At recent International Conference on Information Systems (ICIS) meetings
there has been at least one panel dealing with "Community Informatics"
types of issues and I've been asked to propose a panel of this kind for
the upcoming meetings in Charlotte NC, Dec. 12-15.
The topic which has been suggested, (I'm not completely comfortable with
it but it follows the stream,) is "WHAT IS 'COMMUNITY INFORMATICS' and HOW
IS IT EMERGING CROSS-NATIONALLY/CROSS-CULTURALLY?".
I'm looking for volunteers who would be interested and available to
participate. At this point and from this group I'm particularly looking
for Developing Country representation to round out a panel with
exclusively North American and European participation to date. All I
would need at this time would be a short biography and an agreement to
have your name forwarded. I would need the indication of interest almost
immediately (proposals have to be in by May 1 and there is
some paperwork to be done).
(There does not appear to be travel funds available to support
I'm appending an excerpt from the ICIS invitation and from the panel
At ICIS'98 I extended an invitation to each of you to attend ICIS'99 in
Charlotte, NC on December 12-15, 1999. The Charlotte Committee is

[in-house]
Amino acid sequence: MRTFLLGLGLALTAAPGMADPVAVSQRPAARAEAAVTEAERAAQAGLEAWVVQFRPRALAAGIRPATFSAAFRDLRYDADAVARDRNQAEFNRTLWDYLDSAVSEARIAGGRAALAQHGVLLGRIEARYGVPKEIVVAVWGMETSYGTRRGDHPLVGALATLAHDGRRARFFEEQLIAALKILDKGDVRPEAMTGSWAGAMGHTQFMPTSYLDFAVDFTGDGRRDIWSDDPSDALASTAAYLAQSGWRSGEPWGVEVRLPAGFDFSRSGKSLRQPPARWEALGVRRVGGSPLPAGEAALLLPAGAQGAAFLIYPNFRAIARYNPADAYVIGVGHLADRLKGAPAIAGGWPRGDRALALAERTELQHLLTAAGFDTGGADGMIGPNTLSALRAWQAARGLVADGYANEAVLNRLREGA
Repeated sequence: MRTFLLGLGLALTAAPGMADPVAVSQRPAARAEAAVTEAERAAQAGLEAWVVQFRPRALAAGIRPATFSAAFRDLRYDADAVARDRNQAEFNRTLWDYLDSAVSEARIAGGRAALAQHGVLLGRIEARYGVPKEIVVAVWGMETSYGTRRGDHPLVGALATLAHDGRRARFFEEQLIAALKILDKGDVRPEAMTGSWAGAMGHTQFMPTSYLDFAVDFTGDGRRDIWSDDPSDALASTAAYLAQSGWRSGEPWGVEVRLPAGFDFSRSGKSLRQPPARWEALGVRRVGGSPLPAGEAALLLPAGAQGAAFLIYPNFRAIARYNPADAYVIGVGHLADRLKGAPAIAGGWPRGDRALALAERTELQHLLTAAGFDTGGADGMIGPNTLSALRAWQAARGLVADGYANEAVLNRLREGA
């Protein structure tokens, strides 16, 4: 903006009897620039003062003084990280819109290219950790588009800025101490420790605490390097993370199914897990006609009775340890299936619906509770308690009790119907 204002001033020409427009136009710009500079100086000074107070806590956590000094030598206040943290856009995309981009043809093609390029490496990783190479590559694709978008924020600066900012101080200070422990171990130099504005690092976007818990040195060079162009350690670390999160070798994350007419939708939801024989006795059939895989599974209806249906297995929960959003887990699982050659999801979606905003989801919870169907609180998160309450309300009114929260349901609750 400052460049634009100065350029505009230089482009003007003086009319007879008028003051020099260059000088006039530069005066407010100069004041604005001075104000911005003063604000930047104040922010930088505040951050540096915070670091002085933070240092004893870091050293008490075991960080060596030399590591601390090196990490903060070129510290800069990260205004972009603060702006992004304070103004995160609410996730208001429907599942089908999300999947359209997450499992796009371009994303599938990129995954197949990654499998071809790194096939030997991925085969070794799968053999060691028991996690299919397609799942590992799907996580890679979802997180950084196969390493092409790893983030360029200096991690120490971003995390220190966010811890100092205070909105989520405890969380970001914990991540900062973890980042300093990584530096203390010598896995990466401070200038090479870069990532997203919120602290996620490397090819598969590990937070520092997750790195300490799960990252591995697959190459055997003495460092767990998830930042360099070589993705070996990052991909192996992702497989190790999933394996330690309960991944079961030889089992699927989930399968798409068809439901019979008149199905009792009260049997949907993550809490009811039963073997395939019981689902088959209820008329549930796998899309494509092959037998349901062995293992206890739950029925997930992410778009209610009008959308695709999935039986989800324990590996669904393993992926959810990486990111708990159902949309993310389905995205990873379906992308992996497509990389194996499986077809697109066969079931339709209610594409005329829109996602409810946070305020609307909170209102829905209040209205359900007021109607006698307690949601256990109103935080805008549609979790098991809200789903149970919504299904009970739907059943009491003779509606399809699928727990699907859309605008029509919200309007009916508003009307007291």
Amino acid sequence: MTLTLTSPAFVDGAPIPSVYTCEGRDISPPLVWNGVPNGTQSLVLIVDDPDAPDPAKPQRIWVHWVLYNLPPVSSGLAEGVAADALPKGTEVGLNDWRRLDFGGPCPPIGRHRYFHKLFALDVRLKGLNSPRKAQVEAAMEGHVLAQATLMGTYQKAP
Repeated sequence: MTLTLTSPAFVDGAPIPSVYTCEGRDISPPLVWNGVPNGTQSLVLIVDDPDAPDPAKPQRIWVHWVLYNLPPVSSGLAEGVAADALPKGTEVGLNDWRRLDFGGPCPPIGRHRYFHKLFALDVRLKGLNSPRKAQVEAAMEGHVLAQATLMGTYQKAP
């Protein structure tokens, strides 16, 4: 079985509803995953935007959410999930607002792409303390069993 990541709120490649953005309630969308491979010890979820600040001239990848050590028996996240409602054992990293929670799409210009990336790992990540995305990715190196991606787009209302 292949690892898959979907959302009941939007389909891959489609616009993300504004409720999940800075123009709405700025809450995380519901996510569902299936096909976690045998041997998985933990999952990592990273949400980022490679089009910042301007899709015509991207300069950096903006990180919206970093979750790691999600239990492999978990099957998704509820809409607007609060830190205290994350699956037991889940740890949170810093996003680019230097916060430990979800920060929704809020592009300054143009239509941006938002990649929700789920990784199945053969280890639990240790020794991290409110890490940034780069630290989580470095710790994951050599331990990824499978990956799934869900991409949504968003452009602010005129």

working to provide you with an excellent program in a pleasant locale.
But, in order for the program to be the best it can be, you need to
submit your quality research by the deadline, May 3, 1999.
To ensure that your paper will be reviewed fairly and objectively, the
Program Executive Committee has created a Program Committee with a wide
range of expertise and with representation from 25 countries. To review
the names, affiliation and areas of expertise of the 107 Program
Committee members , go to http://www.uncc.edu/icis99/html/prog_comm.html
Information on the hard-working Program Executive Committee members who
formed the Program Committee and are coordinating all aspects of the
program can be found at
General Conference Chair, ICIS'99
University of Oklahoma
Norman, OK 73072
[log in to unmask]
WHAT IS COMMUNITY INFORMATICS
HOW IS IT EMERGING
ICIS '99 PANEL PROPOSAL
There is an emerging need for all sectors of society to find ways to
optimize the opportunities which Information and Communications
Technologies (ICT) present. Research and development work in Information
Systems and Technology has accepted a model of computing where the
individual interacts directly with the computer and, through the computer
and communication systems, with other individuals. Thus the objective of
IT research and development has been to continuously enhance and extend
the capabilities of individuals within the context of the corporations,